No Evidence of Anxiolytic Effects From Exercise in Stress- or Anxiety-Related Disorders

A review did not find compelling evidence to support anxiolytic effects from exercise among adults with anxiety- or stress-related disorders.

A systematic review and meta-analysis did not find compelling evidence to support any anxiolytic effects from exercise among adults with anxiety- or stress-related disorders. These findings were published in Psychiatry Research.

This study sourced data from randomized controlled trials published between February 2021 to May 2022, investigating aerobic exercise, resistance training, or combined aerobic and resistance exercise among adults with anxiety- or stress-related disorders. Newer studies were combined with studies extracted for a previous meta-analysis, published in 2021. Interindividual differences (IIDs) of the anxiolytic effects were evaluated using data from 7 trials.

Together, the studies included 8 treatment arms. A total of 4 arms focused on aerobic training, 3 on resistance training, and 1 on combined exercise. The control conditions included usual care, wait list, medication, or health education. The sample sizes ranged from 5 to 39 for active treatment arms and 5 to 42 for control arms. The interventions lasted between 3 and 12 weeks.

Symptom severity on a 100-point scale was 67.85 (SD, 14.91) for the aerobic exercise and 71.58 (SD, 12.23) for the resistance exercise cohorts.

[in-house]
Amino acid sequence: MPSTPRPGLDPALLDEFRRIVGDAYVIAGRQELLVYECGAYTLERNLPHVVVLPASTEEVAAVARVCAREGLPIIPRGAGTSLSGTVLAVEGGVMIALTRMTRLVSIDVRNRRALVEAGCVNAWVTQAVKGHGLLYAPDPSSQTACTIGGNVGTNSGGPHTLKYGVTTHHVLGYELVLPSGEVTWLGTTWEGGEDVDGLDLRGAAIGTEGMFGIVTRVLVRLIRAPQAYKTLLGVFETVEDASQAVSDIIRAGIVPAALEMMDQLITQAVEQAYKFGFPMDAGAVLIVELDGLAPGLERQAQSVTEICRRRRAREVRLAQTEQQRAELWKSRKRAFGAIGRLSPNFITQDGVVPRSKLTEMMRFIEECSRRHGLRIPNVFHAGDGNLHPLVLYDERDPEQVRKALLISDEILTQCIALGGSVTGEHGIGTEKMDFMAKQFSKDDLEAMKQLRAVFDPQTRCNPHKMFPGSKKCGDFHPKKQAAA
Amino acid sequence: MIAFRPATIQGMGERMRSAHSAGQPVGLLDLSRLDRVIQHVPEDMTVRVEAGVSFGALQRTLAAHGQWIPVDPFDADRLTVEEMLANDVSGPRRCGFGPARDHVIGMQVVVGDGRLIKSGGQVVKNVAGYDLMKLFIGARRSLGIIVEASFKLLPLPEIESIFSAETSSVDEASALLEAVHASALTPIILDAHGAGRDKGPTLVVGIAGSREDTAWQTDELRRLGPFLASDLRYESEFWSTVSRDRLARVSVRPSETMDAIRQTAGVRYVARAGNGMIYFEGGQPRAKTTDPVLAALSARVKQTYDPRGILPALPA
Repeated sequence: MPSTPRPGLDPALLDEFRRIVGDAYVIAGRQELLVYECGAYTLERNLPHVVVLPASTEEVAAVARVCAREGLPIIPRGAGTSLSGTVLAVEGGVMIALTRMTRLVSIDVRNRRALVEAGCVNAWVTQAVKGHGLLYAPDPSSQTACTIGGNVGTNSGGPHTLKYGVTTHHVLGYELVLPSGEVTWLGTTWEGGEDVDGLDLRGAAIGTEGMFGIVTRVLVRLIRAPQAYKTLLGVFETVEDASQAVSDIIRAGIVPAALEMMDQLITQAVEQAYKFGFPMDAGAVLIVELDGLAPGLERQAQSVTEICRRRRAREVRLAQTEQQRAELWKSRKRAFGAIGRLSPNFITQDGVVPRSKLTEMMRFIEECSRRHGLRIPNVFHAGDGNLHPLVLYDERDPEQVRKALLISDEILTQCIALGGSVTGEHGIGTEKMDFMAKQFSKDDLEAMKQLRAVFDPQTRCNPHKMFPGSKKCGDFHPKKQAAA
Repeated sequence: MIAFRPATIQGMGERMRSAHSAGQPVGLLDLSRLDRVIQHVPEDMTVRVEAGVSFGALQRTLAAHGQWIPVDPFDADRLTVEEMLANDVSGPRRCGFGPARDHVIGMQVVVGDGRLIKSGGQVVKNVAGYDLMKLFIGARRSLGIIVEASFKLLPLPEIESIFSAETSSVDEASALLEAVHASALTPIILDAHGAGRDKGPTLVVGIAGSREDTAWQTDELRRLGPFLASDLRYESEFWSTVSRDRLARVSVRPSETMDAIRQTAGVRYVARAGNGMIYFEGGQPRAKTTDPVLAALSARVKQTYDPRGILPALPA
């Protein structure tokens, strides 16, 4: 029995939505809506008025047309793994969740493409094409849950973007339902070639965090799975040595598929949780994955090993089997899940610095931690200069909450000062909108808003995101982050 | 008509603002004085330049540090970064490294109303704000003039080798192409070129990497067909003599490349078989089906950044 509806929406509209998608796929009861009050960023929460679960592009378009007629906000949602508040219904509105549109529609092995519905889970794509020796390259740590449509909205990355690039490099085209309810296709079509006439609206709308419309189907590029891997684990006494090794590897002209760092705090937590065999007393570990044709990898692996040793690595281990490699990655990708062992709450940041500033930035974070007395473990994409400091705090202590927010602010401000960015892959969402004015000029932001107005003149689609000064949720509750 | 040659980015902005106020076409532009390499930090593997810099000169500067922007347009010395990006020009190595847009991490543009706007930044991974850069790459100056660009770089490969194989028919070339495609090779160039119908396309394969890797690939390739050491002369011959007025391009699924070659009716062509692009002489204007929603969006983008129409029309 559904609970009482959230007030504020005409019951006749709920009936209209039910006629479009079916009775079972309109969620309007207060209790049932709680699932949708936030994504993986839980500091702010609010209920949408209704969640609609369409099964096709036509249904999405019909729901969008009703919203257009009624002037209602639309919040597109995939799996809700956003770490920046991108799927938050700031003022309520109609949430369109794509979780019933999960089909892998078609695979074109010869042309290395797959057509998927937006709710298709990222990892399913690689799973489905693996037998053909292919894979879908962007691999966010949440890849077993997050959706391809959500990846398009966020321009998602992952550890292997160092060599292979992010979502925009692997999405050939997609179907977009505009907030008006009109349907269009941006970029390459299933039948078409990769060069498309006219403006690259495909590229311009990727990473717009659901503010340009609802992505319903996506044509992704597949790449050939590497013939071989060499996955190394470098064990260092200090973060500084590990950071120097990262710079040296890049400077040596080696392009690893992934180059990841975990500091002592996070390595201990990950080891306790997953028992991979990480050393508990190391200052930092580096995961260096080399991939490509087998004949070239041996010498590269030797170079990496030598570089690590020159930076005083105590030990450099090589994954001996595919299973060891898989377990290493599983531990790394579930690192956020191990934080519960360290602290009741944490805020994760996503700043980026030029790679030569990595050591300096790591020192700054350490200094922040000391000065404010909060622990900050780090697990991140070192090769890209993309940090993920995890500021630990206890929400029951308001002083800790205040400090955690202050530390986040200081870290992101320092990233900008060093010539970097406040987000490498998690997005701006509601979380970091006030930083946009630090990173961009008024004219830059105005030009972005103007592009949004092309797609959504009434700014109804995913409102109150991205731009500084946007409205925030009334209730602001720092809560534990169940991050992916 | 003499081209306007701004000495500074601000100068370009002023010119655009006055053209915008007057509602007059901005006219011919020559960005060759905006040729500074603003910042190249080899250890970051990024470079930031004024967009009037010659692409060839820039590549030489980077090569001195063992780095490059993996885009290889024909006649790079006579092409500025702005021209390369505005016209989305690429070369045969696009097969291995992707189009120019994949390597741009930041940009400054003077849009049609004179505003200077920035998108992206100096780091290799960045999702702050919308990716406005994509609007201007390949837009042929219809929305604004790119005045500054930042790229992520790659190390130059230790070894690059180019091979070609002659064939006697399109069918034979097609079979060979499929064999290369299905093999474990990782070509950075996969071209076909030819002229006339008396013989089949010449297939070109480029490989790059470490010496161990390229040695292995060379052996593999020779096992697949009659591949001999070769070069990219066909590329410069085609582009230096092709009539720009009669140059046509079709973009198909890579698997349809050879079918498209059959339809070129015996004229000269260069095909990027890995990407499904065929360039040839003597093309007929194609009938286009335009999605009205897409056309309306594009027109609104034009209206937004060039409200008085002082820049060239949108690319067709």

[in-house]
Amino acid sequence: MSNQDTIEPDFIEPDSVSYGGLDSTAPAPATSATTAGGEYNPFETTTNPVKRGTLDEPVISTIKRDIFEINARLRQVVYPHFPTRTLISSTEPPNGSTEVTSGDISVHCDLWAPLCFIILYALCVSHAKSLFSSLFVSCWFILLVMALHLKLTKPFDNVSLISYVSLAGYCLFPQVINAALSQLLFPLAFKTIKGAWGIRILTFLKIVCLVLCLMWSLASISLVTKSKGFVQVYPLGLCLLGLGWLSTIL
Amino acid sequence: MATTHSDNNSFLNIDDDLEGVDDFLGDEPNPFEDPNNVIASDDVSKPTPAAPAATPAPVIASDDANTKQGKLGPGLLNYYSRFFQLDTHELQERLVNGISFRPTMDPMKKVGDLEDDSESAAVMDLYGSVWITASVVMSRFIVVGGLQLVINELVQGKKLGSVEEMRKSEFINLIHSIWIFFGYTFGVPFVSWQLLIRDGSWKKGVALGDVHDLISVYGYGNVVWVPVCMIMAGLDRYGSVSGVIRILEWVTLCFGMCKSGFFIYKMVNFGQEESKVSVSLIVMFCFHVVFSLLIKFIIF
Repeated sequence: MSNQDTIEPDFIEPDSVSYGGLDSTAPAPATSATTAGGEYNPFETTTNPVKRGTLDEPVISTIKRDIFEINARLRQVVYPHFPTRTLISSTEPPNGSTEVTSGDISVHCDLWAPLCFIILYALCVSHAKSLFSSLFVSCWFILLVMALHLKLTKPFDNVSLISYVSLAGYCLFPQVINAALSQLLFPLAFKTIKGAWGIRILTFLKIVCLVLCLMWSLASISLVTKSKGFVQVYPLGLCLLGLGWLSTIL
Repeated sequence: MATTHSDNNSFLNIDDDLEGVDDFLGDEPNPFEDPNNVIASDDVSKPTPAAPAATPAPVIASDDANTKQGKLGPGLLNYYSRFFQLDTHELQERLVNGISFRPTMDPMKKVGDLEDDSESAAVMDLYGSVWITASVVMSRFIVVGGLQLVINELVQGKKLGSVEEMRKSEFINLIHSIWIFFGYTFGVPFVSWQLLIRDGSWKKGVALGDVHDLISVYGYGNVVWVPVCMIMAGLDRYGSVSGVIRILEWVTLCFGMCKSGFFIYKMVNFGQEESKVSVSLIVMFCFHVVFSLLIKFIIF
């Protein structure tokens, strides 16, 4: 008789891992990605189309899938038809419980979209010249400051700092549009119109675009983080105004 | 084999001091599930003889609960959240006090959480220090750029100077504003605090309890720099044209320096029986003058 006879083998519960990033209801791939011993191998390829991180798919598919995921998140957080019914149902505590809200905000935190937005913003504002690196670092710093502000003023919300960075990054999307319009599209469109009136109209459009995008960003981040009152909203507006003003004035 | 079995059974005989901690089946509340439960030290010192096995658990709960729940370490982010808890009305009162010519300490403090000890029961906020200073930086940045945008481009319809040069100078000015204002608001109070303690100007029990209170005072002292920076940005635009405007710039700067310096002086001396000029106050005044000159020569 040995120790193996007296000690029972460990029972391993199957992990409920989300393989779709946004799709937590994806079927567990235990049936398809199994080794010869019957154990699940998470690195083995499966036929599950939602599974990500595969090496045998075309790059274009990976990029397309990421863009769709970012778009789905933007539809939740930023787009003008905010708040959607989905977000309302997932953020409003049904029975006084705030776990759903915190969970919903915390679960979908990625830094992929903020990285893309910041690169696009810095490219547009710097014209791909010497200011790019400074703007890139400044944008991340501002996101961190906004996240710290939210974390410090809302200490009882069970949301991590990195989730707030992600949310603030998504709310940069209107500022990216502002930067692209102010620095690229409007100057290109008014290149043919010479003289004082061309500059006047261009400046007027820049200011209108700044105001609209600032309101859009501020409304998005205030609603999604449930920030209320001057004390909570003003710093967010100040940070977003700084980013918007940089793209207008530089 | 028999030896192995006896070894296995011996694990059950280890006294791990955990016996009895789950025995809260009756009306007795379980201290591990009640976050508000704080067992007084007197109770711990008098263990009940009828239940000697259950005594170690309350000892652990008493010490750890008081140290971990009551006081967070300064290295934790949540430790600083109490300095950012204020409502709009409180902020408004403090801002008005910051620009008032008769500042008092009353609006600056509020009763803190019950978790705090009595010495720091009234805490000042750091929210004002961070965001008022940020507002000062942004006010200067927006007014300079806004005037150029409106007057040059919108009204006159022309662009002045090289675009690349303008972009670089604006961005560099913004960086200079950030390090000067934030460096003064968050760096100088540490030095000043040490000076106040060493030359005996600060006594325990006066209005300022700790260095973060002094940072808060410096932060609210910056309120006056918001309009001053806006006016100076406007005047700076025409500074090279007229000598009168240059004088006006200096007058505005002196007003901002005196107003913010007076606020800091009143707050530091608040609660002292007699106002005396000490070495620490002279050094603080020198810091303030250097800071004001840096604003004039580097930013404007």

There is currently a lack of convincing evidence to support the hypothesis that true exercise-associated IID exist with respect to the reduction of anxiety symptoms following aerobic exercise or resistance training in patients with anxiety- and stress-related disorders.

Both aerobic (mean difference [MD], -14.95; 95% CI, -25.48 to -2.80; P <.001; I2, 86.79) and resistance (MD, -7.39; 95% CI, -10.86 to -3.92; P <.001; I2, 0%) had significant effects on symptom severity scores compared with controls, but neither aerobic (MD, 0.45; 95% CI, -5.71 to 5.75; P =.99) nor resistance (MD, 1.62; 95% CI, -6.10 to 6.52; P =.89) training had significant IIDs.

For individual studies, the IID ranged between -4.24 to 4.80.

The major limitation was the small sample sizes in the underlying studies.

Study authors concluded, “There is currently a lack of convincing evidence to support the hypothesis that true exercise-associated IID exist with respect to the reduction of anxiety symptoms following aerobic exercise or resistance training in patients with anxiety- and stress-related disorders. Therefore, a search for potential mediators and moderators associated with aerobic exercise and strength training changes in anxiety among patients with anxiety- and stress-related disorders may not be warranted.”

References:

Vancampfort D, Heissel A, Waclawovsky A, et al. Precision-based exercise in people with anxiety and stress related disorders: are there interindividual differences in anxiolytic effects? an ancillary meta-analysis of randomized controlled trials. Psychiatry Res. 2022;317:114803. doi:10.1016/j.psychres.2022.114803